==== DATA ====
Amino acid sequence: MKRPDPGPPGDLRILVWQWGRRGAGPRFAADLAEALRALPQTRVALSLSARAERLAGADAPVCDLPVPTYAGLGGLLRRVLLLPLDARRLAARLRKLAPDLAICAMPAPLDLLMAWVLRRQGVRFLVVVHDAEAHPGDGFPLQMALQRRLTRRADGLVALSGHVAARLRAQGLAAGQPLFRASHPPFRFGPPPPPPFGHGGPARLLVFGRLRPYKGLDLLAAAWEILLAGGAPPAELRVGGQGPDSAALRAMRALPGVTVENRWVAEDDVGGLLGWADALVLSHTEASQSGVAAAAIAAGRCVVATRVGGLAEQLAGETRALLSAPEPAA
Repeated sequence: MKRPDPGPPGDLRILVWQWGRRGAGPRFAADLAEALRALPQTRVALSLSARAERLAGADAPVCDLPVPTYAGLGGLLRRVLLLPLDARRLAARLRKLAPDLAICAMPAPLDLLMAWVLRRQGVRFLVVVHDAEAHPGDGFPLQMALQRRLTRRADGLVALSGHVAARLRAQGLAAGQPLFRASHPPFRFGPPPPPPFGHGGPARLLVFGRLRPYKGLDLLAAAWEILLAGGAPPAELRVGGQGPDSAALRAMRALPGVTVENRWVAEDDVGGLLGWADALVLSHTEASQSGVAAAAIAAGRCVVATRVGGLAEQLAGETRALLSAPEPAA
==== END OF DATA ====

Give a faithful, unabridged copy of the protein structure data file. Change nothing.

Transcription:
Amino acid sequence: MKRPDPGPPGDLRILVWQWGRRGAGPRFAADLAEALRALPQTRVALSLSARAERLAGADAPVCDLPVPTYAGLGGLLRRVLLLPLDARRLAARLRKLAPDLAICAMPAPLDLLMAWVLRRQGVRFLVVVHDAEAHPGDGFPLQMALQRRLTRRADGLVALSGHVAARLRAQGLAAGQPLFRASHPPFRFGPPPPPPFGHGGPARLLVFGRLRPYKGLDLLAAAWEILLAGGAPPAELRVGGQGPDSAALRAMRALPGVTVENRWVAEDDVGGLLGWADALVLSHTEASQSGVAAAAIAAGRCVVATRVGGLAEQLAGETRALLSAPEPAA
Repeated sequence: MKRPDPGPPGDLRILVWQWGRRGAGPRFAADLAEALRALPQTRVALSLSARAERLAGADAPVCDLPVPTYAGLGGLLRRVLLLPLDARRLAARLRKLAPDLAICAMPAPLDLLMAWVLRRQGVRFLVVVHDAEAHPGDGFPLQMALQRRLTRRADGLVALSGHVAARLRAQGLAAGQPLFRASHPPFRFGPPPPPPFGHGGPARLLVFGRLRPYKGLDLLAAAWEILLAGGAPPAELRVGGQGPDSAALRAMRALPGVTVENRWVAEDDVGGLLGWADALVLSHTEASQSGVAAAAIAAGRCVVATRVGGLAEQLAGETRALLSAPEPAA